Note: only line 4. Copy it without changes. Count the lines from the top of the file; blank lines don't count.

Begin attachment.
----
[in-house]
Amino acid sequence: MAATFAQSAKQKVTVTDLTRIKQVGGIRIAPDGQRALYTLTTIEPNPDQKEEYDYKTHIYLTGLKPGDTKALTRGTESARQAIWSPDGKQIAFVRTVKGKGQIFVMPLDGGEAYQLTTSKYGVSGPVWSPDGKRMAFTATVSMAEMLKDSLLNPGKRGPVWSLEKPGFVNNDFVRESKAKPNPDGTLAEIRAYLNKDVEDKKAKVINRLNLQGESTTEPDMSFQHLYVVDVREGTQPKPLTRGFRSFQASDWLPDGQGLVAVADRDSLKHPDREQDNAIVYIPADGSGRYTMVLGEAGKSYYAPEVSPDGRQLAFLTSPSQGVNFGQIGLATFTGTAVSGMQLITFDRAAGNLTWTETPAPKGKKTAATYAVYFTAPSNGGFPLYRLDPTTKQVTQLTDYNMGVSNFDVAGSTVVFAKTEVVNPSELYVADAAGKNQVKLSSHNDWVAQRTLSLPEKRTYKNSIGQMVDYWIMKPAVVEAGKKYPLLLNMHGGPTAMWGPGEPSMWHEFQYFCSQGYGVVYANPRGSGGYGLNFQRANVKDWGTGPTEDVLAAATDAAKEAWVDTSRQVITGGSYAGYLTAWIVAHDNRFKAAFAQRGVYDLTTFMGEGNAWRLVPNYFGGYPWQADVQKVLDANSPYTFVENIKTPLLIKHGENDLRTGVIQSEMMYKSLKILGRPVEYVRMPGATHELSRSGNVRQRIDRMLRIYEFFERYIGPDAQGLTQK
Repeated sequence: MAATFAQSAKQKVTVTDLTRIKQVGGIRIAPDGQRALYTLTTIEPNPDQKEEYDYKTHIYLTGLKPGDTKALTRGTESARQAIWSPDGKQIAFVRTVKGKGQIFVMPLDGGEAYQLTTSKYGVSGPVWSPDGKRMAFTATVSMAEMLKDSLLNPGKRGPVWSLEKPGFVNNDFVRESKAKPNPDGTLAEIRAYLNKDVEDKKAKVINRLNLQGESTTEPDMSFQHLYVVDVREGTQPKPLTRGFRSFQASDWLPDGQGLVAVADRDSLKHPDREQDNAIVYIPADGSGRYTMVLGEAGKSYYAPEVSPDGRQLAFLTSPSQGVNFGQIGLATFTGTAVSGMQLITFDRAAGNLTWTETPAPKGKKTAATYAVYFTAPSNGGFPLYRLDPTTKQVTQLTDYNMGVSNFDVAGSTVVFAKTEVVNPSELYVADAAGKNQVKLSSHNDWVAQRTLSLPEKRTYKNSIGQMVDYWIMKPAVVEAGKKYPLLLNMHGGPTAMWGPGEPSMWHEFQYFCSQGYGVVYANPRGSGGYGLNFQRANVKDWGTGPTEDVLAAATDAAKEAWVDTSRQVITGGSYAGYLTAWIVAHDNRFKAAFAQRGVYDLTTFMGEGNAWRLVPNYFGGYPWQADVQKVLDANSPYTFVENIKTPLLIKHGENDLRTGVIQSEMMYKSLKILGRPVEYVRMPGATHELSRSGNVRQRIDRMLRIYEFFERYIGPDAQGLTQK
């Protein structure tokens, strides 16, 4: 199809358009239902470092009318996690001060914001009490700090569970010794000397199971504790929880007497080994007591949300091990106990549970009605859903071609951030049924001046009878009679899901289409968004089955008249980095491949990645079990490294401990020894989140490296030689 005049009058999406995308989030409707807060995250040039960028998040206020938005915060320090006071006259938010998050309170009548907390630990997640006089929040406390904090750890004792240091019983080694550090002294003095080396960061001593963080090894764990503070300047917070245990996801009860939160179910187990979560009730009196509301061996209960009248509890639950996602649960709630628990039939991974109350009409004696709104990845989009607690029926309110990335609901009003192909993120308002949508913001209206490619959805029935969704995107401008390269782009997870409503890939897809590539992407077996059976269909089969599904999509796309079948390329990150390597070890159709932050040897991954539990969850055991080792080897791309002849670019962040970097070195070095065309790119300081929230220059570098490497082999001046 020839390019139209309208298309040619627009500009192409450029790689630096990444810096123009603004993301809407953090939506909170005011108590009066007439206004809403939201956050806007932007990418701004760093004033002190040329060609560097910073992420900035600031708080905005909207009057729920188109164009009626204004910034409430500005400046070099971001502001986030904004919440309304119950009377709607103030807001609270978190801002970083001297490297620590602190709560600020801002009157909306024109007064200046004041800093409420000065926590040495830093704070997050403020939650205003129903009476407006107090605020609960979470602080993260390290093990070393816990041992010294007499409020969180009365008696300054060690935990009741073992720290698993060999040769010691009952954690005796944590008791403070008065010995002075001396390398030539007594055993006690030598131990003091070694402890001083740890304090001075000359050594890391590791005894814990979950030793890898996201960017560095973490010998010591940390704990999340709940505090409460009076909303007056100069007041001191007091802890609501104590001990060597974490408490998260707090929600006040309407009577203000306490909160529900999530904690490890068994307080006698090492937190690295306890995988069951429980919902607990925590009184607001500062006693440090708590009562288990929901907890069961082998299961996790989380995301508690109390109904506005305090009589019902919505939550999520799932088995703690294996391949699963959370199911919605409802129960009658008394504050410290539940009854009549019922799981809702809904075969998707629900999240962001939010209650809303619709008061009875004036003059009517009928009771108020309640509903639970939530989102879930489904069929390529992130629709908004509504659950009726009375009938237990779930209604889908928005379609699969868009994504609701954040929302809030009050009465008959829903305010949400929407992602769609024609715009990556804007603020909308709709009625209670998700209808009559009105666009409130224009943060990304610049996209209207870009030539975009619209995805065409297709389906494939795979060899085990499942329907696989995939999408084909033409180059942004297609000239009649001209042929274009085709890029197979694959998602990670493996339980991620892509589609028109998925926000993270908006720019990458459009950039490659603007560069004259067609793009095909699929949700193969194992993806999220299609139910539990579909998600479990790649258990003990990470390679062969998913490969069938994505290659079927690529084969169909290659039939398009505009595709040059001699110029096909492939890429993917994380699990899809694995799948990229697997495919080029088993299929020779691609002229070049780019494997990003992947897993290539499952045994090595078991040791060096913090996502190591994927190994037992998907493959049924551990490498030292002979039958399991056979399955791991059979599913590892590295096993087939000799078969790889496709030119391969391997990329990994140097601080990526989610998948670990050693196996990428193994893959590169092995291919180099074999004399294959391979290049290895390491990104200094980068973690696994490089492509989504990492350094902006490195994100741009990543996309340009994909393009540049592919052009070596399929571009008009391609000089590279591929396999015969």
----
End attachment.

């Protein structure tokens, strides 16, 4: 199809358009239902470092009318996690001060914001009490700090569970010794000397199971504790929880007497080994007591949300091990106990549970009605859903071609951030049924001046009878009679899901289409968004089955008249980095491949990645079990490294401990020894989140490296030689 005049009058999406995308989030409707807060995250040039960028998040206020938005915060320090006071006259938010998050309170009548907390630990997640006089929040406390904090750890004792240091019983080694550090002294003095080396960061001593963080090894764990503070300047917070245990996801009860939160179910187990979560009730009196509301061996209960009248509890639950996602649960709630628990039939991974109350009409004696709104990845989009607690029926309110990335609901009003192909993120308002949508913001209206490619959805029935969704995107401008390269782009997870409503890939897809590539992407077996059976269909089969599904999509796309079948390329990150390597070890159709932050040897991954539990969850055991080792080897791309002849670019962040970097070195070095065309790119300081929230220059570098490497082999001046 020839390019139209309208298309040619627009500009192409450029790689630096990444810096123009603004993301809407953090939506909170005011108590009066007439206004809403939201956050806007932007990418701004760093004033002190040329060609560097910073992420900035600031708080905005909207009057729920188109164009009626204004910034409430500005400046070099971001502001986030904004919440309304119950009377709607103030807001609270978190801002970083001297490297620590602190709560600020801002009157909306024109007064200046004041800093409420000065926590040495830093704070997050403020939650205003129903009476407006107090605020609960979470602080993260390290093990070393816990041992010294007499409020969180009365008696300054060690935990009741073992720290698993060999040769010691009952954690005796944590008791403070008065010995002075001396390398030539007594055993006690030598131990003091070694402890001083740890304090001075000359050594890391590791005894814990979950030793890898996201960017560095973490010998010591940390704990999340709940505090409460009076909303007056100069007041001191007091802890609501104590001990060597974490408490998260707090929600006040309407009577203000306490909160529900999530904690490890068994307080006698090492937190690295306890995988069951429980919902607990925590009184607001500062006693440090708590009562288990929901907890069961082998299961996790989380995301508690109390109904506005305090009589019902919505939550999520799932088995703690294996391949699963959370199911919605409802129960009658008394504050410290539940009854009549019922799981809702809904075969998707629900999240962001939010209650809303619709008061009875004036003059009517009928009771108020309640509903639970939530989102879930489904069929390529992130629709908004509504659950009726009375009938237990779930209604889908928005379609699969868009994504609701954040929302809030009050009465008959829903305010949400929407992602769609024609715009990556804007603020909308709709009625209670998700209808009559009105666009409130224009943060990304610049996209209207870009030539975009619209995805065409297709389906494939795979060899085990499942329907696989995939999408084909033409180059942004297609000239009649001209042929274009085709890029197979694959998602990670493996339980991620892509589609028109998925926000993270908006720019990458459009950039490659603007560069004259067609793009095909699929949700193969194992993806999220299609139910539990579909998600479990790649258990003990990470390679062969998913490969069938994505290659079927690529084969169909290659039939398009505009595709040059001699110029096909492939890429993917994380699990899809694995799948990229697997495919080029088993299929020779691609002229070049780019494997990003992947897993290539499952045994090595078991040791060096913090996502190591994927190994037992998907493959049924551990490498030292002979039958399991056979399955791991059979599913590892590295096993087939000799078969790889496709030119391969391997990329990994140097601080990526989610998948670990050693196996990428193994893959590169092995291919180099074999004399294959391979290049290895390491990104200094980068973690696994490089492509989504990492350094902006490195994100741009990543996309340009994909393009540049592919052009070596399929571009008009391609000089590279591929396999015969």